More than half of the maternity apparel retailer’s online traffic comes from mobile shoppers.
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While it’s easy for retailers to feel overwhelmed by the sheer volume of analytic data available to them, generally they can improve results by focusing their attention on measures of traffic quality rather than simply measures of traffic volume, experts say. Knoch of Adobe Omniture, for example, has worked with retailer clients on very specific quality metrics, such as average revenue per visit off various keywords.
Since different keywords-“warm sweater” or “wool sweater,” for example-could drive searchers to the same product page, it behooves retailers to know which one of the terms converts best, to validate that they’re spending their time on optimizing that right keywords and to guide search engine optimization efforts going forward.
Another metric that offers insights on how well a keyword and landing page perform together is bounce rate, the rate at which visitors view one page of a site and then leave. The free Google Analytics package offers bounce rate reports, making it easy for retailers to determine the efficacy of their search engine optimization work, says Eric Peterson, CEO and founder of consultancy Web Analytics Demystified Inc. “Essentially, the higher the bounce rate for words and pages, the worse a job your SEO efforts are doing in driving qualified traffic,” Peterson says.
Measuring bounce rate revealed a few surprises to CableOrganizer.com. The retailer found a high bounce rate on the landing page for grommets-rings that reinforce holes, such as those that computer and cable wires are threaded through-that it had optimized for natural search. Shoppers were landing on the page from natural search but often leaving quickly.
That landing page consisted of a results page generated dynamically by CableOrganizer’s internal search engine, and the high bounce rate suggested the page wasn’t effective. CableOrganizer.com tested the idea that the landing page wasn’t adequately showcasing its broad assortment of grommet products.
“After careful analysis, it appeared our internal search results did not give an immediate bird’s-eye view of our grommet line, which resulted in high bounce rate among customers looking for a wider selection,” says Mildred Munjanganja, vice president of marketing and general manager of CableOrganizer.com.
In light of that information, the retailer changed the landing page it optimized for “grommets,” making it the category page for that product instead of the results page generated by the site search engine. This immediately offered consumers more choices on the page. It also added “best matches” for grommets in the right-side navigation. “The result was a reduction in bounce rate,” Munjanganja says.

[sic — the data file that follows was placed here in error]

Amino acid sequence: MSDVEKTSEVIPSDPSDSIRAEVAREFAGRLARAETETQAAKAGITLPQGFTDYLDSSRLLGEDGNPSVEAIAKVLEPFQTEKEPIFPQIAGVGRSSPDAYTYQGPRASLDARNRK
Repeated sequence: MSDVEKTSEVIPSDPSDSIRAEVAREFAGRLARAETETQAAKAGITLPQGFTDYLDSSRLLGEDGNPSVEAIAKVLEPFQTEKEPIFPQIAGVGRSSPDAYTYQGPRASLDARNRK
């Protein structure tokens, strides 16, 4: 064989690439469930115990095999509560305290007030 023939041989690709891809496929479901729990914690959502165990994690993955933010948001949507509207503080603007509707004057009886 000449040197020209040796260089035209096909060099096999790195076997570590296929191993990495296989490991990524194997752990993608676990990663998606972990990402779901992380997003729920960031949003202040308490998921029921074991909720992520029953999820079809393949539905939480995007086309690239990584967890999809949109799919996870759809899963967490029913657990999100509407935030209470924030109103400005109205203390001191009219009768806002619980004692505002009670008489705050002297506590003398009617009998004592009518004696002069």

Retailers looking to better qualify traffic so as to focus SEO efforts most profitably should be looking at multiple measures of visitor engagement. Generally, as served up by most advanced analytics packages, that includes separate measures such as session duration, page views per session, visits per visitor and customer satisfaction in addition to conversion.
Peterson recently developed and published as an open source project-free to any retailer that wants to try the formula-a measure of visitor engagement that rolls up these and several other parameters-such as the rate at which a visitor returns to the site over time and the visitor’s willingness to directly contribute feedback-to calculate a single metric gauging visitor engagement.
This metric can be calculated by retailers using the data capture and analysis capacities offered by several advanced analytics packages, according to Peterson. “The most important use of the visitor engagement metric is as a basis for visitor segmentation,” he says. “The ability to differentiate referring sources, campaigns, keywords, and pages by the measured level of visitor engagement opens the door to whole new opportunities for marketing.”
According to Peterson, this measure of visitor engagement could be applied to more deeply examine SEO search efforts that aren’t driving immediate online sales-perhaps 96% of search traffic, based on average retail conversion-but may yield other insights of value. Online marketers experimenting with this metric include a major big box retailer and a large travel services company, Peterson says, though he would not disclose their names.
Set in context
Though the possibilities for analyzing site traffic and visitor behavior have expanded as web analytics technology has developed, experts caution that the calculations will do little to improve search engine optimization unless they’re set in the context of defined business objectives supported by dedicated resources.
“Retailers don’t always have enough time to fully engage in their analytics, so a platform that pulls all the relevant data together into a coherent framework is key,” says Squire of Coremetrics. “But analytics alone doesn’t get you there. You have to have your business goals in place as well as decision-making systems based upon the data.”
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